The government said yesterday it would help to pay for Oldham's recovery from last month's race riots, which left 400 businesses damaged by violent clashes.
The Home Office minister Angela Eagle said she would be drawing up an action plan over the next four months but said the area's problems could not be solved by a "diktat from Whitehall".
She said the Home Office would help to plan the future with "both administrative money and assistance".
However, she stressed that the lead had to come from the community.
After a visit to the area to meet councillors, business leaders and community groups, Ms Eagle acknowledged concerns over the strong showing of the British National Party at the general election.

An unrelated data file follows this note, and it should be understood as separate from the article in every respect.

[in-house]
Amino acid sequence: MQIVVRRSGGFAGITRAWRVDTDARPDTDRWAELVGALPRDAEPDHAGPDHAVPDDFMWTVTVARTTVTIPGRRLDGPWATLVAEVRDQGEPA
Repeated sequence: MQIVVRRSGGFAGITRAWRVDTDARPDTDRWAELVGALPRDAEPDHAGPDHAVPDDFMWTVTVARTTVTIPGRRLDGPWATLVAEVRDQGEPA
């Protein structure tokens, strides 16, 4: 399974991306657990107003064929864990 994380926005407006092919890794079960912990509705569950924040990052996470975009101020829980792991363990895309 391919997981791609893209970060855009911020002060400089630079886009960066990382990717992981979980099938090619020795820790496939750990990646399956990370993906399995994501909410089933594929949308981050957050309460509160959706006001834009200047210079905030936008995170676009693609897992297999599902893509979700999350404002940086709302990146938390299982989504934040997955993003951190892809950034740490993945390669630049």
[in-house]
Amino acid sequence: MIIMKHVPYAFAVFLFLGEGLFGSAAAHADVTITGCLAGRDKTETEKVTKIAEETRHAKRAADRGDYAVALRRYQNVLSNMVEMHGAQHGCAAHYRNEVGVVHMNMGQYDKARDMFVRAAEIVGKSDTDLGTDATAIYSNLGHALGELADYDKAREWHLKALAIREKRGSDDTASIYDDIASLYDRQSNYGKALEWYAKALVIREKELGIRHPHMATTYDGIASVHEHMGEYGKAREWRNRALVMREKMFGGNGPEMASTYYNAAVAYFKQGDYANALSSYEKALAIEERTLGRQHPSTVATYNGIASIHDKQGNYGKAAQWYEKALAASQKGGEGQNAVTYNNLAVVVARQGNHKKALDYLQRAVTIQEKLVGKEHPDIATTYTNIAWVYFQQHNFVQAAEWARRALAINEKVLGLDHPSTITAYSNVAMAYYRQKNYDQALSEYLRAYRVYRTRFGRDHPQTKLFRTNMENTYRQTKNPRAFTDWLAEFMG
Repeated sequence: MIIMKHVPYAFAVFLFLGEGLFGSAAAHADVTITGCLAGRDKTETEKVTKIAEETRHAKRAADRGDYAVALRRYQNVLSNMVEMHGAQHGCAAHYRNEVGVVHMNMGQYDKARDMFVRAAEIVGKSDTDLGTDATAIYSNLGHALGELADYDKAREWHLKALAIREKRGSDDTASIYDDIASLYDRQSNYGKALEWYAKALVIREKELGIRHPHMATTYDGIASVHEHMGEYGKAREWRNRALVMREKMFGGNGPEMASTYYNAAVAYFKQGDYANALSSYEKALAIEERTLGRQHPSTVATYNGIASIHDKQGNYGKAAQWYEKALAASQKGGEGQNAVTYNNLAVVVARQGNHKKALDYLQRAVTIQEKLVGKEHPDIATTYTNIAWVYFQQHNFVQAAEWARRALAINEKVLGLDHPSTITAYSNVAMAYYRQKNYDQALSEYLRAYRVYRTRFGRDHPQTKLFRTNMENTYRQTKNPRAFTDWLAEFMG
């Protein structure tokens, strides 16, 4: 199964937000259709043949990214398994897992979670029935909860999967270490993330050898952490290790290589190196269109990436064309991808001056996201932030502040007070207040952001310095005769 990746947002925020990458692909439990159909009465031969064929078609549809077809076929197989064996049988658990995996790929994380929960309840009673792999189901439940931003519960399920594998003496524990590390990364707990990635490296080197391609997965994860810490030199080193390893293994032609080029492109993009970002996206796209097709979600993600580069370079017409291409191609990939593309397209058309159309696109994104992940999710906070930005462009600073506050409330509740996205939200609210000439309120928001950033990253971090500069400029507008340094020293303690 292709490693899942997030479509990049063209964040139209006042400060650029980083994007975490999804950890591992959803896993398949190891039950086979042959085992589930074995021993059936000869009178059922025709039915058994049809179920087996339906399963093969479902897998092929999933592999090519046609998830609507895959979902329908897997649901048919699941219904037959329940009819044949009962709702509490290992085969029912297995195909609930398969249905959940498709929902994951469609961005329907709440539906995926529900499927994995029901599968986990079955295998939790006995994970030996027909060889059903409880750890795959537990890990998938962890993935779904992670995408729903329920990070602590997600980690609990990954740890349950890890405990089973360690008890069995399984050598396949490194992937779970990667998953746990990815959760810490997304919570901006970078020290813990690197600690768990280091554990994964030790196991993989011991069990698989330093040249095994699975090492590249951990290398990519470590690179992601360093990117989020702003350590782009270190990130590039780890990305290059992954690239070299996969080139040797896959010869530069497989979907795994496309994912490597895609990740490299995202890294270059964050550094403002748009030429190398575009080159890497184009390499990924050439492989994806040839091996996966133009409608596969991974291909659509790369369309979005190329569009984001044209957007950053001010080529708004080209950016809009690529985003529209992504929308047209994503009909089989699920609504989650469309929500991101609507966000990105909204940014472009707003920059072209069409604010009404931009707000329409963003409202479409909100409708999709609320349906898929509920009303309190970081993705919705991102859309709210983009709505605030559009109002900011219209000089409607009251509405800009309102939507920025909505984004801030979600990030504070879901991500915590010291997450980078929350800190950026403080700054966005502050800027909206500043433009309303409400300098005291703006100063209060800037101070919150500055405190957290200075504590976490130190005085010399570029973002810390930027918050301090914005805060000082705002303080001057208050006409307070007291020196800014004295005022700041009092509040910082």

"It certainly ought to worry every peace-loving democrat and clearly it is in nobody's interests for the politics of race hatred to flourish and we have got to do our best to drive them back to the margins of British politics where they belong," she said.
"If you have people preaching race hatred, you have to ensure that local communities can respond to that in a calm, cool and collected manner."
The chief executive of the town's chamber of commerce, Ed Stacey, said businesses in Oldham had been hit hard by the rioting.
Figures showed that the number of visitors to the town centre was down by one third and damaged the town's hopes of being a tourist venue during next year's Commonwealth Games in Manchester.
Mr Stacey said: "What is serious is the damage to Oldham's reputation. The town will continue to suffer as long as this goes on."Reuse content